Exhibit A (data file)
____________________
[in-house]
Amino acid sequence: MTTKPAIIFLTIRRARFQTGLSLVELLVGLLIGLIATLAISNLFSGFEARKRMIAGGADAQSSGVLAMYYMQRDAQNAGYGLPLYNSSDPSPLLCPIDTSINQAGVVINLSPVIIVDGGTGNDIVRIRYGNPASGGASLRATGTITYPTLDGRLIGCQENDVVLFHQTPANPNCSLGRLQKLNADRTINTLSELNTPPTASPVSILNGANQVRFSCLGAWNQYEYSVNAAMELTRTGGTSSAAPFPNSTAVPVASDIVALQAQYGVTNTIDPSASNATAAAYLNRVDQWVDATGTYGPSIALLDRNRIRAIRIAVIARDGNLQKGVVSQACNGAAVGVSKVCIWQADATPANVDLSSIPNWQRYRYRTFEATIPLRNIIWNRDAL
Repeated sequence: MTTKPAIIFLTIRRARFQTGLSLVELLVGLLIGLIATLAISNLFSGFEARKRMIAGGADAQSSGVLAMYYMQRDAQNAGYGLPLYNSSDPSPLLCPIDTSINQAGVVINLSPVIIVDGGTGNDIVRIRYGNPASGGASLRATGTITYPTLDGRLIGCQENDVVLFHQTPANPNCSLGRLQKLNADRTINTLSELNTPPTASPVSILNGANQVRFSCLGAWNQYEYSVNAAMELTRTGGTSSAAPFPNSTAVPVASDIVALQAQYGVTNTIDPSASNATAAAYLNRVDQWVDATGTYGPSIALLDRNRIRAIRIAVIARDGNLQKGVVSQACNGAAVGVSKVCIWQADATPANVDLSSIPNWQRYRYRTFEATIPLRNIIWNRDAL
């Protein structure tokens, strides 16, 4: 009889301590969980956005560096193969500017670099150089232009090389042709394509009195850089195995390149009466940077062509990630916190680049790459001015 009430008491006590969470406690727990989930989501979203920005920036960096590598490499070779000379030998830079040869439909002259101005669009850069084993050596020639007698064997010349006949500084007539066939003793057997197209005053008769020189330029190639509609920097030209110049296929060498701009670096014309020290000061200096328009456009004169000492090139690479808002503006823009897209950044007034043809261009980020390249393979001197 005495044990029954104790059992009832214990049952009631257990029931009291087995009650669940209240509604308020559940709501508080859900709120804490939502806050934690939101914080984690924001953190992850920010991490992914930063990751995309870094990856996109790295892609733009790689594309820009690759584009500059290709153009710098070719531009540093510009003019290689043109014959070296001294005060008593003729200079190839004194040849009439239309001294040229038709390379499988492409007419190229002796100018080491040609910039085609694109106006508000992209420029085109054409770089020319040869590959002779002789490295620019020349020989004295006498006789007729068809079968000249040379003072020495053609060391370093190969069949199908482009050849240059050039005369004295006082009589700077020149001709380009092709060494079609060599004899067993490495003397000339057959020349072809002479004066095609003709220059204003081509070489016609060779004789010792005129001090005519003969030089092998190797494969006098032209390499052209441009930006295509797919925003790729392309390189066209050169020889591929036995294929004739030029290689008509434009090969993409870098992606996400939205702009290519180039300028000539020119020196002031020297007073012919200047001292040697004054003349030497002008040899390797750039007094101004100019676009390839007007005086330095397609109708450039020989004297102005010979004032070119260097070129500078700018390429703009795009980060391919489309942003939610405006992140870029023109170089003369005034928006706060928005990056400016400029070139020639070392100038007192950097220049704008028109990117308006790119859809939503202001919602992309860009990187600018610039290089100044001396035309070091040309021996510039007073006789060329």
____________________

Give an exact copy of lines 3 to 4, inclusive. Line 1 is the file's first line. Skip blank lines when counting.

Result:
Repeated sequence: MTTKPAIIFLTIRRARFQTGLSLVELLVGLLIGLIATLAISNLFSGFEARKRMIAGGADAQSSGVLAMYYMQRDAQNAGYGLPLYNSSDPSPLLCPIDTSINQAGVVINLSPVIIVDGGTGNDIVRIRYGNPASGGASLRATGTITYPTLDGRLIGCQENDVVLFHQTPANPNCSLGRLQKLNADRTINTLSELNTPPTASPVSILNGANQVRFSCLGAWNQYEYSVNAAMELTRTGGTSSAAPFPNSTAVPVASDIVALQAQYGVTNTIDPSASNATAAAYLNRVDQWVDATGTYGPSIALLDRNRIRAIRIAVIARDGNLQKGVVSQACNGAAVGVSKVCIWQADATPANVDLSSIPNWQRYRYRTFEATIPLRNIIWNRDAL
């Protein structure tokens, strides 16, 4: 009889301590969980956005560096193969500017670099150089232009090389042709394509009195850089195995390149009466940077062509990630916190680049790459001015 009430008491006590969470406690727990989930989501979203920005920036960096590598490499070779000379030998830079040869439909002259101005669009850069084993050596020639007698064997010349006949500084007539066939003793057997197209005053008769020189330029190639509609920097030209110049296929060498701009670096014309020290000061200096328009456009004169000492090139690479808002503006823009897209950044007034043809261009980020390249393979001197 005495044990029954104790059992009832214990049952009631257990029931009291087995009650669940209240509604308020559940709501508080859900709120804490939502806050934690939101914080984690924001953190992850920010991490992914930063990751995309870094990856996109790295892609733009790689594309820009690759584009500059290709153009710098070719531009540093510009003019290689043109014959070296001294005060008593003729200079190839004194040849009439239309001294040229038709390379499988492409007419190229002796100018080491040609910039085609694109106006508000992209420029085109054409770089020319040869590959002779002789490295620019020349020989004295006498006789007729068809079968000249040379003072020495053609060391370093190969069949199908482009050849240059050039005369004295006082009589700077020149001709380009092709060494079609060599004899067993490495003397000339057959020349072809002479004066095609003709220059204003081509070489016609060779004789010792005129001090005519003969030089092998190797494969006098032209390499052209441009930006295509797919925003790729392309390189066209050169020889591929036995294929004739030029290689008509434009090969993409870098992606996400939205702009290519180039300028000539020119020196002031020297007073012919200047001292040697004054003349030497002008040899390797750039007094101004100019676009390839007007005086330095397609109708450039020989004297102005010979004032070119260097070129500078700018390429703009795009980060391919489309942003939610405006992140870029023109170089003369005034928006706060928005990056400016400029070139020639070392100038007192950097220049704008028109990117308006790119859809939503202001919602992309860009990187600018610039290089100044001396035309070091040309021996510039007073006789060329």